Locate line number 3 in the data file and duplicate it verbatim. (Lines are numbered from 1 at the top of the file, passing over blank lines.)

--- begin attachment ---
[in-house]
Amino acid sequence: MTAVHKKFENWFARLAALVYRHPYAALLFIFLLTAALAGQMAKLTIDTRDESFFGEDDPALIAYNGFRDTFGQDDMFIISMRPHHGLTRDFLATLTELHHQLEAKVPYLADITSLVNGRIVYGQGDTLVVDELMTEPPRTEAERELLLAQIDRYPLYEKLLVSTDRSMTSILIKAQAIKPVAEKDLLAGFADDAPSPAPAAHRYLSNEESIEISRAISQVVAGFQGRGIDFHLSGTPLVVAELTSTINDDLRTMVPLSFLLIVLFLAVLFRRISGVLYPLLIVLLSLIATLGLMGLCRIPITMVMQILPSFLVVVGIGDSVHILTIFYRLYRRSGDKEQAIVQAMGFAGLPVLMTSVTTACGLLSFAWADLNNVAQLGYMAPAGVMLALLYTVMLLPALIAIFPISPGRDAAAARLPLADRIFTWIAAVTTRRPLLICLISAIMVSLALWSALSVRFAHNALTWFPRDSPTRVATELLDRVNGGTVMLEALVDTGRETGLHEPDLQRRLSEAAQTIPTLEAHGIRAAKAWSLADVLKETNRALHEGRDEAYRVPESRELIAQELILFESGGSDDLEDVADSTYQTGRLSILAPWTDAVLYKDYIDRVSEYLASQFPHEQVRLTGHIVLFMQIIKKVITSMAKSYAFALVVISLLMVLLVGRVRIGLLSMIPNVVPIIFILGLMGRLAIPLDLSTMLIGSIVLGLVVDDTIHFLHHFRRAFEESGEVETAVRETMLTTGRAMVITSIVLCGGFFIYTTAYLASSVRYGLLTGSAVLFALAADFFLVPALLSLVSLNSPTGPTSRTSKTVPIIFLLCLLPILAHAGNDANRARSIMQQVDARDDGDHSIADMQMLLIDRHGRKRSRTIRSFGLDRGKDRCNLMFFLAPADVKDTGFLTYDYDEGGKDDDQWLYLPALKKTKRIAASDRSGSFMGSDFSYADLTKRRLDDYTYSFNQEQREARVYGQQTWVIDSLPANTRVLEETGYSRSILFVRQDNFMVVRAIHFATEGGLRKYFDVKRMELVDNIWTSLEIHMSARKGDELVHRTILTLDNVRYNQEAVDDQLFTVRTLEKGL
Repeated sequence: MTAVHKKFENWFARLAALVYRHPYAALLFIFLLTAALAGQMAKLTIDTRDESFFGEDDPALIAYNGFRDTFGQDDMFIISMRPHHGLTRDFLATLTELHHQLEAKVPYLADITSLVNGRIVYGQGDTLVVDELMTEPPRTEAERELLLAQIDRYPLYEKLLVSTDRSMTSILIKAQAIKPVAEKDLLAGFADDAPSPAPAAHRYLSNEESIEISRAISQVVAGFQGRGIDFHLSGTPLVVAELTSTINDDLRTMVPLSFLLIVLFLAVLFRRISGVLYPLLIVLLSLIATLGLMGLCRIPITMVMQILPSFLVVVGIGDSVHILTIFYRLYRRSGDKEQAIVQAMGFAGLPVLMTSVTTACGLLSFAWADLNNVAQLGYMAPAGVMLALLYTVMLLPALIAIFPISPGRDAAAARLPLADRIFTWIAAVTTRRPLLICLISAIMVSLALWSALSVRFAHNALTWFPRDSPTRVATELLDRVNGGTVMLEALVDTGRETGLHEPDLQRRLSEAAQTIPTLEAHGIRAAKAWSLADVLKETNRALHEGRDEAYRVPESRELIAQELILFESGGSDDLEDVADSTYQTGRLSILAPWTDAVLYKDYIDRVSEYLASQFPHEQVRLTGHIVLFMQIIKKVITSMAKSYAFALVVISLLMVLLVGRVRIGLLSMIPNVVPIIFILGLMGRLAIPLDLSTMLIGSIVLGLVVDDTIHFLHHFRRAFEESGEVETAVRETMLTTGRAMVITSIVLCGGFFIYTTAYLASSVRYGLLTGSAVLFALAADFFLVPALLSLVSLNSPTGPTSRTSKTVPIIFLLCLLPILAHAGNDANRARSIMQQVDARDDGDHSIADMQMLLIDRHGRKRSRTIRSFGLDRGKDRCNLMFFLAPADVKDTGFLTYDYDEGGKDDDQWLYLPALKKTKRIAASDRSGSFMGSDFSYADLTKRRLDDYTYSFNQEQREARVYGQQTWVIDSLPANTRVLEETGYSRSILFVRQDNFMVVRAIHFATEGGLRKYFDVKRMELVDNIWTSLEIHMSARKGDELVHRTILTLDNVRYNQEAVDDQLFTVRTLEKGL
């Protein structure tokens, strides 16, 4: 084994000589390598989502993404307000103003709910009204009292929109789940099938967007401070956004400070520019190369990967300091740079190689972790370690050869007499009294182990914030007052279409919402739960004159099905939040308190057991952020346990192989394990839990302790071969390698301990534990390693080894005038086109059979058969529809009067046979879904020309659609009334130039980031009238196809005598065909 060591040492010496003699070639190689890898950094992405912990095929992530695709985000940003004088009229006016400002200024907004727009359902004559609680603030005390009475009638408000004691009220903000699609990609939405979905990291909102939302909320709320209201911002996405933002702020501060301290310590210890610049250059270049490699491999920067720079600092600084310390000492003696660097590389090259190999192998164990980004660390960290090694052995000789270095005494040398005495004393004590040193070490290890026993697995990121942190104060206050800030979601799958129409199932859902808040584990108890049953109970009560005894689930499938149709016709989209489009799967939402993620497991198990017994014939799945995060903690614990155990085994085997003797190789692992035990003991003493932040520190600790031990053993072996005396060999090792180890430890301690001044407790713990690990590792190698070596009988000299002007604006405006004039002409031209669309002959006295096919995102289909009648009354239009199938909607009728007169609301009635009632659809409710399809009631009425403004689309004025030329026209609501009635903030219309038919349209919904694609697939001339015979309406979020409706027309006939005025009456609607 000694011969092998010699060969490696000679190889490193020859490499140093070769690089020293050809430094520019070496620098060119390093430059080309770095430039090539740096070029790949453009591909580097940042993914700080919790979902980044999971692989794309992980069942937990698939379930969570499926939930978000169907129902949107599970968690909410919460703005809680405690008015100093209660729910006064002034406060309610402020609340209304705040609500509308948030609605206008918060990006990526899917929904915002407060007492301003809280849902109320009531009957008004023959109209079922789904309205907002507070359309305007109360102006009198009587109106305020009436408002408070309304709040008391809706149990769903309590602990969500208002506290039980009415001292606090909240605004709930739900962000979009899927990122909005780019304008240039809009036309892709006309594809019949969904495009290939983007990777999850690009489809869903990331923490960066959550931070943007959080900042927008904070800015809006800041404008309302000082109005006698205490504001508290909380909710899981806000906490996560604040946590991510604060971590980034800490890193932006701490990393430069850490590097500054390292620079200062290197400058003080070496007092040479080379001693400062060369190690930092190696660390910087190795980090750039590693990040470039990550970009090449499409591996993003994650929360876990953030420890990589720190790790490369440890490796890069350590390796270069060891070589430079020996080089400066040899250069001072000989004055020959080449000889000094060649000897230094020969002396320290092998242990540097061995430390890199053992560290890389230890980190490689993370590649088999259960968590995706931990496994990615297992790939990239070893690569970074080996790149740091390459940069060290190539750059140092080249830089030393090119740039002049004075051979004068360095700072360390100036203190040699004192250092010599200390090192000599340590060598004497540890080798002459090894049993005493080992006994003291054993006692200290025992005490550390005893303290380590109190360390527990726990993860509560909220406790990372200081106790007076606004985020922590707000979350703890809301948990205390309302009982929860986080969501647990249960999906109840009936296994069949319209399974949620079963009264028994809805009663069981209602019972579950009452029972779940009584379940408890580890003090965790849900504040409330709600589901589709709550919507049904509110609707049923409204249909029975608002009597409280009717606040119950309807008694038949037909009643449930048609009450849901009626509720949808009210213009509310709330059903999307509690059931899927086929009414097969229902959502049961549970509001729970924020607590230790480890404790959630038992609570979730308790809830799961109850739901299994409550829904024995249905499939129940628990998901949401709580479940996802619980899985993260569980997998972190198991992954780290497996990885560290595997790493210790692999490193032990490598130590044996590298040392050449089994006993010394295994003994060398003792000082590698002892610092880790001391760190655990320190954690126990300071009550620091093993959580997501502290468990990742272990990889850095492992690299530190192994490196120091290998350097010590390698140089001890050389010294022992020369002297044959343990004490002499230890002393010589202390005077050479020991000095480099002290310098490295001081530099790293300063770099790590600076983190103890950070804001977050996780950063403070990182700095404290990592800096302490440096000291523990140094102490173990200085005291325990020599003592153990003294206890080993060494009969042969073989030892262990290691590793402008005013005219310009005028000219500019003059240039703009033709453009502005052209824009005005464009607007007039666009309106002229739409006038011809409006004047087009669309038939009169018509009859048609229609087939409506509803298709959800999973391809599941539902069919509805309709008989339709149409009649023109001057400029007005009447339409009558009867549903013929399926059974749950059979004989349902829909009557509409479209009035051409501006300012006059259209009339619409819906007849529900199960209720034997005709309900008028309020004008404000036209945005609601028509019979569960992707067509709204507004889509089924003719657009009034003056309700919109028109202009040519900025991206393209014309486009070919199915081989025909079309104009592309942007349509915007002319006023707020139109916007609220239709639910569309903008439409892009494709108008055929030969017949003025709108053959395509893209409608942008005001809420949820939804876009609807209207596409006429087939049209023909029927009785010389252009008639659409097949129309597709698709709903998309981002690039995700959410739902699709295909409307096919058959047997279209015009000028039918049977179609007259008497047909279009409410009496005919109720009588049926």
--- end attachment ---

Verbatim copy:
Repeated sequence: MTAVHKKFENWFARLAALVYRHPYAALLFIFLLTAALAGQMAKLTIDTRDESFFGEDDPALIAYNGFRDTFGQDDMFIISMRPHHGLTRDFLATLTELHHQLEAKVPYLADITSLVNGRIVYGQGDTLVVDELMTEPPRTEAERELLLAQIDRYPLYEKLLVSTDRSMTSILIKAQAIKPVAEKDLLAGFADDAPSPAPAAHRYLSNEESIEISRAISQVVAGFQGRGIDFHLSGTPLVVAELTSTINDDLRTMVPLSFLLIVLFLAVLFRRISGVLYPLLIVLLSLIATLGLMGLCRIPITMVMQILPSFLVVVGIGDSVHILTIFYRLYRRSGDKEQAIVQAMGFAGLPVLMTSVTTACGLLSFAWADLNNVAQLGYMAPAGVMLALLYTVMLLPALIAIFPISPGRDAAAARLPLADRIFTWIAAVTTRRPLLICLISAIMVSLALWSALSVRFAHNALTWFPRDSPTRVATELLDRVNGGTVMLEALVDTGRETGLHEPDLQRRLSEAAQTIPTLEAHGIRAAKAWSLADVLKETNRALHEGRDEAYRVPESRELIAQELILFESGGSDDLEDVADSTYQTGRLSILAPWTDAVLYKDYIDRVSEYLASQFPHEQVRLTGHIVLFMQIIKKVITSMAKSYAFALVVISLLMVLLVGRVRIGLLSMIPNVVPIIFILGLMGRLAIPLDLSTMLIGSIVLGLVVDDTIHFLHHFRRAFEESGEVETAVRETMLTTGRAMVITSIVLCGGFFIYTTAYLASSVRYGLLTGSAVLFALAADFFLVPALLSLVSLNSPTGPTSRTSKTVPIIFLLCLLPILAHAGNDANRARSIMQQVDARDDGDHSIADMQMLLIDRHGRKRSRTIRSFGLDRGKDRCNLMFFLAPADVKDTGFLTYDYDEGGKDDDQWLYLPALKKTKRIAASDRSGSFMGSDFSYADLTKRRLDDYTYSFNQEQREARVYGQQTWVIDSLPANTRVLEETGYSRSILFVRQDNFMVVRAIHFATEGGLRKYFDVKRMELVDNIWTSLEIHMSARKGDELVHRTILTLDNVRYNQEAVDDQLFTVRTLEKGL